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Oil: history and future

We have two rather unique articles on the subject of oil to share with you today. If you have any interest in the past and future of the oil and energy industries, I think you'll find these articles very worthwhile.

Our first piece is a brief historical background on the rise of the Middle Eastern oil industry. Taken from Sunday's edition of the Chicago Tribune, this article was written by Tom Hundley and is entitled, "A find rich in history".

Here's an excerpt:

"When the price of oil roared to record highs last week, it was duly noted. But another milestone passed almost unremarked: Monday was the 100th anniversary of the discovery of oil in the Middle East.

Britons William Knox D'Arcy and George Reynolds are not exactly household names in America, but it was D'Arcy's money and gambler's nerve, and Reynolds' hardheaded persistence that brought in the first gusher in what is today Iran. The discovery would change the world.

Over the next century, as America and the Middle East became locked in an extraordinary embrace, the flow of cheap, abundant oil would bring wealth and war; it would fuel mighty economies, determine the destinies of nations, and shape the everyday lives of almost everyone on the planet."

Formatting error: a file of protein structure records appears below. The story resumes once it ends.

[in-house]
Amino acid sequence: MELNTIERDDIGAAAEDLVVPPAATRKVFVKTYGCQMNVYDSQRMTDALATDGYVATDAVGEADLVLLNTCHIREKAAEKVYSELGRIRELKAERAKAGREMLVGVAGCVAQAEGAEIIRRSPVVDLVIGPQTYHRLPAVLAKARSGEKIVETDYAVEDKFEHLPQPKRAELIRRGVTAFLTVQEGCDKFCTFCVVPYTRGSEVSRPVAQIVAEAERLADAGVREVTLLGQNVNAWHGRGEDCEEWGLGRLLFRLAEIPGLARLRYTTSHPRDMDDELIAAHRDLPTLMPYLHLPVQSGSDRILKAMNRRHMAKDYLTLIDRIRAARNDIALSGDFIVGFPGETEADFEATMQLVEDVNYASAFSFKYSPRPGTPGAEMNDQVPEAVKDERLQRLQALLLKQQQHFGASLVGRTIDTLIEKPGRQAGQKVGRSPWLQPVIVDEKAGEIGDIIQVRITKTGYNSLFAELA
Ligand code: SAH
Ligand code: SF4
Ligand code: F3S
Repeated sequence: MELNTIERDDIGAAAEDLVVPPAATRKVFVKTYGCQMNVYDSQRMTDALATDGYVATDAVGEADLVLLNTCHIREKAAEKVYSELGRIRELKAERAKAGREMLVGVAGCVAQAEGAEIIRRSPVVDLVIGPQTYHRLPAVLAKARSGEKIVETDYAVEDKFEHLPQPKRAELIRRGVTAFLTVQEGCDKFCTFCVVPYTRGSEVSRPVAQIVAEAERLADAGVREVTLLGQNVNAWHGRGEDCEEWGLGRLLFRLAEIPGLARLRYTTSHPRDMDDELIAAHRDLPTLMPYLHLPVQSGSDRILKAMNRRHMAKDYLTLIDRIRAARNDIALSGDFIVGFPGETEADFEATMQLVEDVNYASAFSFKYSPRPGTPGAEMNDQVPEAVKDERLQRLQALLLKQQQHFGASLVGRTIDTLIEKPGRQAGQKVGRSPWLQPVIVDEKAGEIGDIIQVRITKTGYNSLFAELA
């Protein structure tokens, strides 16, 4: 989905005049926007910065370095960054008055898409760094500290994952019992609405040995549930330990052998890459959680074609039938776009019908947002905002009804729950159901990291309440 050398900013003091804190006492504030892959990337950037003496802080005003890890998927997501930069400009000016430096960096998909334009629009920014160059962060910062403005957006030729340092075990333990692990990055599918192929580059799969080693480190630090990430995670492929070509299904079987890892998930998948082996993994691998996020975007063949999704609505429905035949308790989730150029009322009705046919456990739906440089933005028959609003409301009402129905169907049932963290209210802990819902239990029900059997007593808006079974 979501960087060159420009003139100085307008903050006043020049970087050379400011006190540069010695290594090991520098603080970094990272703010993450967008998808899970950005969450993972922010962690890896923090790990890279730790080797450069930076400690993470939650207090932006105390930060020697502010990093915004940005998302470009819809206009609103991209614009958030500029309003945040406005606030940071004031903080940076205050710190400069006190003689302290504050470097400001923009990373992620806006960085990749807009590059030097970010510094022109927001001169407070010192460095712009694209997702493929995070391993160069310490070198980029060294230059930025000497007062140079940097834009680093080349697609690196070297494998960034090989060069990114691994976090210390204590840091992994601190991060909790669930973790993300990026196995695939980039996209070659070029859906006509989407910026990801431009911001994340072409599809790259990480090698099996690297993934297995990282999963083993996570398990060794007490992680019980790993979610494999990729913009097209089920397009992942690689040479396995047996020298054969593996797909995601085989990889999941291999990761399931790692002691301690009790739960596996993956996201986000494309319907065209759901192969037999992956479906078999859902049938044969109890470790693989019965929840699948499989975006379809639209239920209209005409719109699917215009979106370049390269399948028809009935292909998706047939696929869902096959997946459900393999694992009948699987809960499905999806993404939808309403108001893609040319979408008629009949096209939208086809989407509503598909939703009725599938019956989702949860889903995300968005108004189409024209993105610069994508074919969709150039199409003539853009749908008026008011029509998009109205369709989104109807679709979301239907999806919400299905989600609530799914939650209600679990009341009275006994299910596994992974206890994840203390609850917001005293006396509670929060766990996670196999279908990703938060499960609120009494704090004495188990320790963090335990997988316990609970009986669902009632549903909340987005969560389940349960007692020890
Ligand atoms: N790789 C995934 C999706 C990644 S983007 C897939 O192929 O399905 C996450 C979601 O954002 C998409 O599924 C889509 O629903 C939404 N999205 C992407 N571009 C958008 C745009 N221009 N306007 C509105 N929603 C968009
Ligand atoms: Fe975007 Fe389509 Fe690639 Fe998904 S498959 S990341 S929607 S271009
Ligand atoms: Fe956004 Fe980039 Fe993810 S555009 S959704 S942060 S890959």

Excellent article and a quick read. Do check it out.

Stretching even farther back into the oil industry's past is this latest article from Edward Chancellor in today's Financial Times print edition, called, "Whale of a future for oil industry".

In this piece, Chancellor notes that while the "peak oil" theory of oil production decline is likely to take effect at some point in the future, higher real prices for oil in a time of diminishing supply will provide incentives to develop new energy substitutes.

Excerpt from "Whale of a future...":

"Long-dated oil futures have recently climbed above the spot price. Contango (the jargon for this situation) in the oil market may be a sign that bears are covering their short positions after the dramatic price spike or that producers are unwinding their hedges.

However, commodity investors are also playing a part. Some are doubtless motivated by a belief that the world is running out of oil. Exponents of “peak oil” might benefit from examining the history of another source of energy that went into decline a century and a half ago. The rise and fall of the American whale oil industry provides certain pointers as to where the modern oil industry could be heading."

Chancellor is a very interesting and engaging writer, always worth a read. So have a look at both articles and get an added bit of perspective on where we've been and where we might be going, energy-wise.

For more on the "peak" crude oil/whale oil analogy, see The Oil Drum's recent post on this subject. Fascinating stuff.

Tune in for our next post, when we'll talk more about the possible future of energy. Until then, enjoy the articles!

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